Lambic is a style of beer that dates from before 13th century and is only brewed in or around Brussels. It is a catch all phrase to cover the collection of beers of similar brewing style that include gueze, kriek, framboise, faro and lambic itself.
The difference is how the beer is brewed. Firstly they don't use malted, ie roasted barley, rather it is raw wheat and barley mix. This is mixed gradually with boiling water which is then kept on the go for at least 3 hours with old hops being added to the mix. These hops have lost the "bittering" characteristic, the peppery tang at the back of the throat, but retain their antiseptic property. This is important as the beers are then fermented with wild yeasts in shallow tanks which are left exposed to the open air. When this process is complete the beer will be pumped into oak barrels and left for THREE years.
Gueze beer is a beer that is a blend of variously aged lambics which are specially selected to retain a consistent flavour. The best known are Cantillion and Drie fonteinen. The result is an incredibly complex beer, sharp, tart and sour. If elft for a few years the beer becomes more rounded and loses some of its assertive sourness. A taste genuinely worth acquiring, but be warned, the intial impression will take the unwary by surprise. It has NOT gone off.
Faro beers are young blended lambics which are sweetened with caramel to produce a sweet and sour taste. I've met people who like them but it's not my thing.
Kriek and Framboise beers are produced by adding young-ish lambic beers to a vat of cherries or raspberries and leaving it to condition for a few months. Be warned tho' that some breweries are adding fruit cordials to normal or slightly sour beers, these are not even remotely as good as the real thing.
A little known beer from the Wallonian part of Belgium that seems to be growing in popularity. Originally a summer beer brewed in spring and then stuffed full of hops to survive until the summer. It would be the equivalent of an English IPA.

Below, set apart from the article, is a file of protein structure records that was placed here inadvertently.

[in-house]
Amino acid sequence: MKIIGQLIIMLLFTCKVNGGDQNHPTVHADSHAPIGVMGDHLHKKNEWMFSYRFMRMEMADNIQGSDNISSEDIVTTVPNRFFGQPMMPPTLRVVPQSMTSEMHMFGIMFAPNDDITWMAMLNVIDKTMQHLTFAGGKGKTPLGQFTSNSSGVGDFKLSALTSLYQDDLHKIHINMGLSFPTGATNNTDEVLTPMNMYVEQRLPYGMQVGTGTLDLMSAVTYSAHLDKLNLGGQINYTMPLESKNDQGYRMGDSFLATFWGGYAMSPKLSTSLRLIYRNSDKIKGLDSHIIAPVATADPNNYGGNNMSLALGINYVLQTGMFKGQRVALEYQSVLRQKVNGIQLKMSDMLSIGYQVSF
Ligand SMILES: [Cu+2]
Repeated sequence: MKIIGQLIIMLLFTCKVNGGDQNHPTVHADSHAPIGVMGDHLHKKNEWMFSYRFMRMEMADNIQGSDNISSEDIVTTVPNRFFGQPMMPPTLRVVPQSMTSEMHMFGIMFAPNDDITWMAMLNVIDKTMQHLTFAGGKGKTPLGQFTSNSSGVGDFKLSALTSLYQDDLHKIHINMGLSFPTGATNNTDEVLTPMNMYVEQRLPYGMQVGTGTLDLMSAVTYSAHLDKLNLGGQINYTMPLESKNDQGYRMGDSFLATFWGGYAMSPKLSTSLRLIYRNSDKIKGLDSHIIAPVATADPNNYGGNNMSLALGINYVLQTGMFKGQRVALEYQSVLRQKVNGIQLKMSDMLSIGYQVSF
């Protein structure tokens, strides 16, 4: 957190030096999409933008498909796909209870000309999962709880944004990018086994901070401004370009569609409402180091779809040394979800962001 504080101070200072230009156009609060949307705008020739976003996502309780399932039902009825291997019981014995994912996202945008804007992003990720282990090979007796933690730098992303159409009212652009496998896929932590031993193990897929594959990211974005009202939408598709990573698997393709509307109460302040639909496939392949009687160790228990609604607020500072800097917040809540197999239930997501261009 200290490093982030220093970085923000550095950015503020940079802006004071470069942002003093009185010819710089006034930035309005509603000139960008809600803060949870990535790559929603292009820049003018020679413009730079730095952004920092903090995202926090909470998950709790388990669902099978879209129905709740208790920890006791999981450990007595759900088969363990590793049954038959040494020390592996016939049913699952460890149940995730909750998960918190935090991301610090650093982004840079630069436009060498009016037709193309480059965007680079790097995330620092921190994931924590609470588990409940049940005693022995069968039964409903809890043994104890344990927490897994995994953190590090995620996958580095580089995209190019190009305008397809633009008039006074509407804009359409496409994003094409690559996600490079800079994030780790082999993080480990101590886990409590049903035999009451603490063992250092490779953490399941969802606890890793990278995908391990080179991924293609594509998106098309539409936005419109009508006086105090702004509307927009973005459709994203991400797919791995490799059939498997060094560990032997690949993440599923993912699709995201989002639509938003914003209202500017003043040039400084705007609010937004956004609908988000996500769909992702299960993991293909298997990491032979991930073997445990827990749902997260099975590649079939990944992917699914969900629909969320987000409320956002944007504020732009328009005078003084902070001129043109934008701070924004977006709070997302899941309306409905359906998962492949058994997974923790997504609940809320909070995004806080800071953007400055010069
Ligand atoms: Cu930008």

Belgium is a country with a lot of different beer styles, many of which are obscure and only produced in small quantities. So it is difficult to summarise the variety of Belgian beer.
Weisse, white, wit beer. (German and Belgian)
There are two main styles of wheat beer. The Belgian and the German where the Belgian are lighter and softer with a less pronounced carbonation. German wheat beers also have a tendency to use more barley in the mix and will also have dark wheat beers as well.
German wheat beers had almost died out by the 80s, when they were discovered by British real Ale enthusiasts who started raving about them and featuring them in British beer festivals. This alerted the Germans to the fact that they were on the verge of losing an important beer tradition and interest in them was revived.
However, Belgian wheat beers really had died out, back in the 60s. However an enterprising brewer called Pieter Celis found a recipe for a wheat beer from a long defunct brewery and tried it out. The beer was an instant success and Hoegaarden was born; please do not believe any suggestion that the brewery has made this beer continuously since the middle ages.
With this commercial success other Belgian styles were revived and the belgian scene now has a lot of very good wheat beers, most of which are authentic recipes even if they weren't brewed for a long time.
Incidentally, Mr Celis sold up in the 60s and emigrated to Texas, where Celis White is now brewed, imo an improvement upon Hoegaarden.
Nb People who drink wheat beer with lemon are philistines who should be stoned to death.